Is Washington, D.C. Too Short?
In the late summer of 1791, a 37-year-old former French art student and veteran of the Revolutionary War presented George Washington with his plan for a new American capital on the banks of the Potomac River. “The city must be beautiful, due advantage being taken of the hilly nature of the spot for grand or lovely prospects,” Pierre Charles L’Enfant wrote.
Two and a quarter centuries later, L’Enfant’s enduring vision has made Washington perhaps the most horizontal — and certainly the most Parisian — city in the United States, an interlocking grid of elegant avenues in which the Washington Monument and the Capitol Dome dominate the unimpeded grand and lovely vistas that still abound.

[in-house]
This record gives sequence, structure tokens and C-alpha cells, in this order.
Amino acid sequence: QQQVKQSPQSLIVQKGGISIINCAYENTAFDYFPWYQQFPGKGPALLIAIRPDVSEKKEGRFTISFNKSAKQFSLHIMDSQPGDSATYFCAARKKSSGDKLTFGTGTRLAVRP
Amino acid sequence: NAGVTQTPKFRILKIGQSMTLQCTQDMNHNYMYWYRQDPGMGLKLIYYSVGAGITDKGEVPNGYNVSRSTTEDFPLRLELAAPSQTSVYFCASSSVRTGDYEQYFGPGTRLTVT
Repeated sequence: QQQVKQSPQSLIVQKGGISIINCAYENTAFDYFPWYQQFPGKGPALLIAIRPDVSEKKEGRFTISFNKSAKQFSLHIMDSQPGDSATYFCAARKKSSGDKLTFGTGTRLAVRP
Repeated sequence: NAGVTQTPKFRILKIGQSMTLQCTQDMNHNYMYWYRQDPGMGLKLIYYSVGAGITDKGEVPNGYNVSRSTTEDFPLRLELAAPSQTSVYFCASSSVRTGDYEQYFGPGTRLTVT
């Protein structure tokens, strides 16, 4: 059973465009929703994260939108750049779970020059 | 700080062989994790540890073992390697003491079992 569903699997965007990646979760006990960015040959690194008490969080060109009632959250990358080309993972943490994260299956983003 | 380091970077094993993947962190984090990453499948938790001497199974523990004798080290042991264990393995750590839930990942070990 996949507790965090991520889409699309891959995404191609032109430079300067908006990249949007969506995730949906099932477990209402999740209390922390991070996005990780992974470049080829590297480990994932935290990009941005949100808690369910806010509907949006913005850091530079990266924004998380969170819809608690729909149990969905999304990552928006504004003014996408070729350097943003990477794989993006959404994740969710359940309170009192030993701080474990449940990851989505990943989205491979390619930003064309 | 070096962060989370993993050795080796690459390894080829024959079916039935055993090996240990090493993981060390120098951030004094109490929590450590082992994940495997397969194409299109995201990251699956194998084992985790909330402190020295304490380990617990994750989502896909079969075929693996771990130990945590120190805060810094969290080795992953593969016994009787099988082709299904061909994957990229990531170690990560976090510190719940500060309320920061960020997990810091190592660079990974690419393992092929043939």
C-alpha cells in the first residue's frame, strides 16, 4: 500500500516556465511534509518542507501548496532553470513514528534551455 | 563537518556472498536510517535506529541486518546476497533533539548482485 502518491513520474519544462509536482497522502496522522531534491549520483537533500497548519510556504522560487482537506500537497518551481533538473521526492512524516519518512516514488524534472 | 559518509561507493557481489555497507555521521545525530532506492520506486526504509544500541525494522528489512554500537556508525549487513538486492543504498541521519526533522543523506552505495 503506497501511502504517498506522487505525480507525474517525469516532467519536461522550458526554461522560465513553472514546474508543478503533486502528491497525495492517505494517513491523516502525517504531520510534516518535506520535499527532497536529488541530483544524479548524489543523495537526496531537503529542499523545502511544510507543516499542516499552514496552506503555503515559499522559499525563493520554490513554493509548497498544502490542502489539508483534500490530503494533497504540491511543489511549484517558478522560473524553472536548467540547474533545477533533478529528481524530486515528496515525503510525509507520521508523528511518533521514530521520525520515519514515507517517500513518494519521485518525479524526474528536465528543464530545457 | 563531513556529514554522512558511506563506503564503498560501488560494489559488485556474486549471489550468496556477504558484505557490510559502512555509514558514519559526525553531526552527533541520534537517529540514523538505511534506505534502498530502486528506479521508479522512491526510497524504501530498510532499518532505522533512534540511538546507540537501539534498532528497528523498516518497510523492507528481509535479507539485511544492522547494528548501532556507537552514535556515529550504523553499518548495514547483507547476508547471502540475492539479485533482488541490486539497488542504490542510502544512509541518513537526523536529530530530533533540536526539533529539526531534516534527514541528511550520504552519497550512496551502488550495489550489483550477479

Today’s capital is a city in which square corners suddenly give way to sharp angles, and straight triumphal thoroughfares are broken up by sinuous, verdant traffic circles dotted with monuments to immortal and forgotten heroes. The whole of it spreads, rain or shine, beneath the wide-open skies and approaching jets at Reagan National Airport.
A hot debate is now under way in Congress and the city over whether that should change — at least a bit. Washington will never resemble the canyons of Wall Street, or even the less jagged skylines of Boston, Cleveland, Dallas or Denver. But proposals are afoot that could make the biggest changes in the District of Columbia’s signature low-rise cityscape in more than 100 years.